The bomb went off as planned at 30,000 feet, instantaneously killing 24-year-old Haruki Ikegami, a Japanese national occupying the seat. The plane's Captain Ed Reyes and his crew were able to make a safe emergency landing of the Boeing 747. None of the aircraft's other 272 passengers or 20 crew members died, although 10 passengers sitting in front of Ikegami were injured. After the bombing, according to one source, a man claiming to represent a rebel group said in a telephone call to the Manila office of the Associated Press: "We are Abu Sayyaf Group. We explode one plane from Cebu." (16) Yousef was frustrated that the plane had not crashed, just as the World Trade Centers had not crashed.

Early in January 1995, Yousef was again in Manila where he was preparing for Bojinka. While working with the explosive chemicals required to make the bombs, a small fire started in his apartment. He could not extinguish it and fled with his partner named Murad. The building caretaker called the Manila Fire Department. Suddenly, Yousef realized he had left behind his laptop computer, with all the plans and details of Bojinka. He sent Murad back to get it, and Murad was promptly arrested.

Ramzi Yousef Is Arrested and Imprisoned for Life

“The Philippine police could hardly believe their eyes,” writes Barreveld. “Under the project name Bojinka they found the plan to blow up simultaneously 11 US airliners over the Pacific. If successfully executed it would have sacrificed the lives of some 4,000 passengers and crew. It was an astonishing plot. The plan was scheduled for January 21, 1995.” (17) Meanwhile, Yousef managed to leave the country and go into hiding in Pakistan. On February 7, 1995, the FBI arrested him in Pakistan. He was flown to the US where he was convicted for bombing the World Trade Center in 1993. He received a sentence of life imprisonment in a maximum security prison in Colorado where he is today.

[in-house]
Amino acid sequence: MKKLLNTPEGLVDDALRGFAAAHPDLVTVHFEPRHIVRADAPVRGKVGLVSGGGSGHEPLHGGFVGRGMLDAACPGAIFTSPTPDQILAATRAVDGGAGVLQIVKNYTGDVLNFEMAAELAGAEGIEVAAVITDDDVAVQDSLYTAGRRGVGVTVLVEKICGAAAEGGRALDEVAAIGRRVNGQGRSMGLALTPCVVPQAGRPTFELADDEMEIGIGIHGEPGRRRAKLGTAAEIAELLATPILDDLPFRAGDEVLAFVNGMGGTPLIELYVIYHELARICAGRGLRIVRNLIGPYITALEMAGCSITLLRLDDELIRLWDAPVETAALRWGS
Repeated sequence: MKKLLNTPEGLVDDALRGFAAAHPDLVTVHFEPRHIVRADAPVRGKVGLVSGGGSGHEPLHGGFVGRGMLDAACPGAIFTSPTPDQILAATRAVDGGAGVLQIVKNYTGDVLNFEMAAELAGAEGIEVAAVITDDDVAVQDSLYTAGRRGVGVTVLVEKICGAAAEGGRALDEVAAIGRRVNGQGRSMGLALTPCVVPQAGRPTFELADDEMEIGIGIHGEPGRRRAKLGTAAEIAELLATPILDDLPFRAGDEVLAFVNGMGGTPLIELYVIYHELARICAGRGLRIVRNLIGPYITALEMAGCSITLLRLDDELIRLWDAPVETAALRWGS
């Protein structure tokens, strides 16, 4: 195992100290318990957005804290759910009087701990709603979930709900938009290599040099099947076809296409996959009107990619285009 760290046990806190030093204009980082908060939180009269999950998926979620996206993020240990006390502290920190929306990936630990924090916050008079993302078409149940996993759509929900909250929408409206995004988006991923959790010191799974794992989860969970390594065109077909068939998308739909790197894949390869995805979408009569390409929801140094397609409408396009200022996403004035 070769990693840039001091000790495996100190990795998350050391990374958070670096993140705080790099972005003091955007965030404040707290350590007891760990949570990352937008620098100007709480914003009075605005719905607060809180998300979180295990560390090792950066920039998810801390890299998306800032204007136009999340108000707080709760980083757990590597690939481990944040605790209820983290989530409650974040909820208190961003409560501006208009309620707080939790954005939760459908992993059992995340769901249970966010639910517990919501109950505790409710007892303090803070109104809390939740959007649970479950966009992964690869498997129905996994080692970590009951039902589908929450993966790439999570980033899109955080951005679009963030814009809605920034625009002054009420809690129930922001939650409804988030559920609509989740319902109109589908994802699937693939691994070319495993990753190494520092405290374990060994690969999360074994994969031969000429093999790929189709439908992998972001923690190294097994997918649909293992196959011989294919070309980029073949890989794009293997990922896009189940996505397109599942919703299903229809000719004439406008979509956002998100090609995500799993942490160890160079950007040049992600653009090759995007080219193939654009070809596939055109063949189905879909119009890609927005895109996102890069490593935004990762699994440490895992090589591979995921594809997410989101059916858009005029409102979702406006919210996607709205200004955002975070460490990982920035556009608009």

Abu Sayyaf’s other Early Activities

Abu Sayyaf’s first major terrorist attack was about the same time the group allegedly received the million dollars from bin Laden--in 1992. Members launched a grenade attack in Davao City on Mindanao Island, killing two foreign women. In 1993, they hurled a bomb at a wharf in Zamboanga City on Mindanao Island, injuring several people, and launched similar bombing attacks at the Zamboanga Airport in Roman Catholic churches, including the cathedral of Davao City in which seven people were killed.

They practiced their abductions with kidnapping in 1992 a Davao-based businesswoman who was held hostage in Abdurazzak Janjalani's house in Tabuk, Isabela. After a ransom was received, Janjalani let her go unharmed. In April 1993, the group captured five-year old Ton-Ton Biel, his 73-year-old grandfather, and a Claretian priest. When they received the expected ransoms, the hostages were eventually released. Then on November 14, 1993, they kidnapped an American missionary named Charles M. Watson who was ransomed and released on December 7, 1993. In 1994, the group kidnapped three Spanish nuns and a Spanish priest who were ransomed and released. On June 8, 1994, Abu Sayyaf took hostage a group of 70 school children and teachers who were ransomed and released. On December 11, 1994, Abu Sayyaf claimed responsibility for the bomb explosion on Philippine Airlines Flight #434 already described above. In 1995, Abu Sayyaf was linked with a plot to kill Pope John Paul II during his visit to the Philippines, but the plot was discovered and aborted.

Ipil is a town about 60 miles north of Zamboanga City on Mindanao Island. At the break of dawn on April 4, 1995, 200 heavily-armed members of Abu Sayyak gunned down 53 people, robbed banks, plundered stores, took 30 hostages as human shields, and then burned the town to the ground. A final conclusion about the Ipil raid was never published.

The Death of Abdurazzak Janjalani